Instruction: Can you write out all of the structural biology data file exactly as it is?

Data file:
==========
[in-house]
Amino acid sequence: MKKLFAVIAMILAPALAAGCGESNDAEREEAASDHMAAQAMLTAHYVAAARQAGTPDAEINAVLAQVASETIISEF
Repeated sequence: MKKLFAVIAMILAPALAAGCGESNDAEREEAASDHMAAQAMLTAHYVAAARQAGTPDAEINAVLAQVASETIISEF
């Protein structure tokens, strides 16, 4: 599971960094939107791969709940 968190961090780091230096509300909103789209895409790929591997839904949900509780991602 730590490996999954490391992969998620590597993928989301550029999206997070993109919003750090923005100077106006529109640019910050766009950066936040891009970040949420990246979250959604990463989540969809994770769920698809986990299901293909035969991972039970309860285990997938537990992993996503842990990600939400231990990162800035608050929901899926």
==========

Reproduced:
[in-house]
Amino acid sequence: MKKLFAVIAMILAPALAAGCGESNDAEREEAASDHMAAQAMLTAHYVAAARQAGTPDAEINAVLAQVASETIISEF
Repeated sequence: MKKLFAVIAMILAPALAAGCGESNDAEREEAASDHMAAQAMLTAHYVAAARQAGTPDAEINAVLAQVASETIISEF
């Protein structure tokens, strides 16, 4: 599971960094939107791969709940 968190961090780091230096509300909103789209895409790929591997839904949900509780991602 730590490996999954490391992969998620590597993928989301550029999206997070993109919003750090923005100077106006529109640019910050766009950066936040891009970040949420990246979250959604990463989540969809994770769920698809986990299901293909035969991972039970309860285990997938537990992993996503842990990600939400231990990162800035608050929901899926």